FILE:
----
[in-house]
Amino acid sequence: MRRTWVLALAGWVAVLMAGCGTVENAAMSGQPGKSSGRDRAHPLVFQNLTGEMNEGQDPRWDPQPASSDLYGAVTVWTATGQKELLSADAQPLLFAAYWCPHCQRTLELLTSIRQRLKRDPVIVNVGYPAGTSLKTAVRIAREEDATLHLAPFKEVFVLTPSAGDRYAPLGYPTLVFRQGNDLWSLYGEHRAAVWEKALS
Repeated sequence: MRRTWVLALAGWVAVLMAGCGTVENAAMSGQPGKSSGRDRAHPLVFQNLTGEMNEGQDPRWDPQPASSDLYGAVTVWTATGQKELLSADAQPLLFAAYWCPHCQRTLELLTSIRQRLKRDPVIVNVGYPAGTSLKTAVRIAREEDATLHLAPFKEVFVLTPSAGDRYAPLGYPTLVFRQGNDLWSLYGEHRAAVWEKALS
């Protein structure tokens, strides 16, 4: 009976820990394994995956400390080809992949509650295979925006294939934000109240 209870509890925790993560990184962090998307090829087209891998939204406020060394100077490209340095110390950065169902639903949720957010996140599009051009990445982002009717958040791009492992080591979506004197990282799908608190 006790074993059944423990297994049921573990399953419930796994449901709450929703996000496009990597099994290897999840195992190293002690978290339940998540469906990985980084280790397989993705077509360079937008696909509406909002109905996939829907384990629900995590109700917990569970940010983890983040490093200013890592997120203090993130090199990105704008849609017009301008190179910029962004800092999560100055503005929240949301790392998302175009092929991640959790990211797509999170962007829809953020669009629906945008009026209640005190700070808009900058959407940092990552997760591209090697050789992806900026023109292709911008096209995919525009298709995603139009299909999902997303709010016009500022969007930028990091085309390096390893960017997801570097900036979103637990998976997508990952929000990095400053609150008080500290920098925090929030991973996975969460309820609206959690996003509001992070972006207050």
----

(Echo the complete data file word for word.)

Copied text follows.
[in-house]
Amino acid sequence: MRRTWVLALAGWVAVLMAGCGTVENAAMSGQPGKSSGRDRAHPLVFQNLTGEMNEGQDPRWDPQPASSDLYGAVTVWTATGQKELLSADAQPLLFAAYWCPHCQRTLELLTSIRQRLKRDPVIVNVGYPAGTSLKTAVRIAREEDATLHLAPFKEVFVLTPSAGDRYAPLGYPTLVFRQGNDLWSLYGEHRAAVWEKALS
Repeated sequence: MRRTWVLALAGWVAVLMAGCGTVENAAMSGQPGKSSGRDRAHPLVFQNLTGEMNEGQDPRWDPQPASSDLYGAVTVWTATGQKELLSADAQPLLFAAYWCPHCQRTLELLTSIRQRLKRDPVIVNVGYPAGTSLKTAVRIAREEDATLHLAPFKEVFVLTPSAGDRYAPLGYPTLVFRQGNDLWSLYGEHRAAVWEKALS
């Protein structure tokens, strides 16, 4: 009976820990394994995956400390080809992949509650295979925006294939934000109240 209870509890925790993560990184962090998307090829087209891998939204406020060394100077490209340095110390950065169902639903949720957010996140599009051009990445982002009717958040791009492992080591979506004197990282799908608190 006790074993059944423990297994049921573990399953419930796994449901709450929703996000496009990597099994290897999840195992190293002690978290339940998540469906990985980084280790397989993705077509360079937008696909509406909002109905996939829907384990629900995590109700917990569970940010983890983040490093200013890592997120203090993130090199990105704008849609017009301008190179910029962004800092999560100055503005929240949301790392998302175009092929991640959790990211797509999170962007829809953020669009629906945008009026209640005190700070808009900058959407940092990552997760591209090697050789992806900026023109292709911008096209995919525009298709995603139009299909999902997303709010016009500022969007930028990091085309390096390893960017997801570097900036979103637990998976997508990952929000990095400053609150008080500290920098925090929030991973996975969460309820609206959690996003509001992070972006207050």